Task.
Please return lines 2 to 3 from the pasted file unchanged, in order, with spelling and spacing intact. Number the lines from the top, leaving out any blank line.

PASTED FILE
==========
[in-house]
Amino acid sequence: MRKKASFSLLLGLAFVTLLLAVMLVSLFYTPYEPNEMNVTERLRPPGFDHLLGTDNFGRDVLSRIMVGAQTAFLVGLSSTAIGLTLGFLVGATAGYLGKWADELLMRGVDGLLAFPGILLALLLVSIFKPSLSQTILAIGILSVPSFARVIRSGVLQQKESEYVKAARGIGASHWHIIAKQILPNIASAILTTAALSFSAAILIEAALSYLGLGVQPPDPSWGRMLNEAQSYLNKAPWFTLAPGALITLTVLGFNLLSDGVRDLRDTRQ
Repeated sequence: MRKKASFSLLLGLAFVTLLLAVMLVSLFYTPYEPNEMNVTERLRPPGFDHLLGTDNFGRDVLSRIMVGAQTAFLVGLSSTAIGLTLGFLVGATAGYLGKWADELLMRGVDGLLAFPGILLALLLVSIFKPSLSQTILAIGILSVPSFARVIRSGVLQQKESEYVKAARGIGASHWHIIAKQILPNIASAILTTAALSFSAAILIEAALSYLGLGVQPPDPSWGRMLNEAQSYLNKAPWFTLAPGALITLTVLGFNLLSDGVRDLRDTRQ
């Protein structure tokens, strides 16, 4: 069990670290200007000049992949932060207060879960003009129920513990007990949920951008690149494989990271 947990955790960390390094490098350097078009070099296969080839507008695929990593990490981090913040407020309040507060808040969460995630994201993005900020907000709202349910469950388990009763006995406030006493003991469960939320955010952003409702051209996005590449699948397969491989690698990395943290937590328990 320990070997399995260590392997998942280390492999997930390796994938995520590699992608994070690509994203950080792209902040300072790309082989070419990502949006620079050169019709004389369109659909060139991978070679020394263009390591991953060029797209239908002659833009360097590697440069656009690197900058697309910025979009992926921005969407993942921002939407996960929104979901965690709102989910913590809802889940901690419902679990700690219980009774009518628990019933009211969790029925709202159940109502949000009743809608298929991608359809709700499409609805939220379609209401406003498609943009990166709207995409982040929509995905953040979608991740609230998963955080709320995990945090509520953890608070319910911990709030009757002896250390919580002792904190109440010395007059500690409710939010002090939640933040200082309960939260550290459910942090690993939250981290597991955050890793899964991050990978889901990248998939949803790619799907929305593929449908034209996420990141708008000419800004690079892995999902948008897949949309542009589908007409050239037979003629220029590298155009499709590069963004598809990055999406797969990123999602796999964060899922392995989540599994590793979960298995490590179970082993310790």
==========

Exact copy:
Amino acid sequence: MRKKASFSLLLGLAFVTLLLAVMLVSLFYTPYEPNEMNVTERLRPPGFDHLLGTDNFGRDVLSRIMVGAQTAFLVGLSSTAIGLTLGFLVGATAGYLGKWADELLMRGVDGLLAFPGILLALLLVSIFKPSLSQTILAIGILSVPSFARVIRSGVLQQKESEYVKAARGIGASHWHIIAKQILPNIASAILTTAALSFSAAILIEAALSYLGLGVQPPDPSWGRMLNEAQSYLNKAPWFTLAPGALITLTVLGFNLLSDGVRDLRDTRQ
Repeated sequence: MRKKASFSLLLGLAFVTLLLAVMLVSLFYTPYEPNEMNVTERLRPPGFDHLLGTDNFGRDVLSRIMVGAQTAFLVGLSSTAIGLTLGFLVGATAGYLGKWADELLMRGVDGLLAFPGILLALLLVSIFKPSLSQTILAIGILSVPSFARVIRSGVLQQKESEYVKAARGIGASHWHIIAKQILPNIASAILTTAALSFSAAILIEAALSYLGLGVQPPDPSWGRMLNEAQSYLNKAPWFTLAPGALITLTVLGFNLLSDGVRDLRDTRQ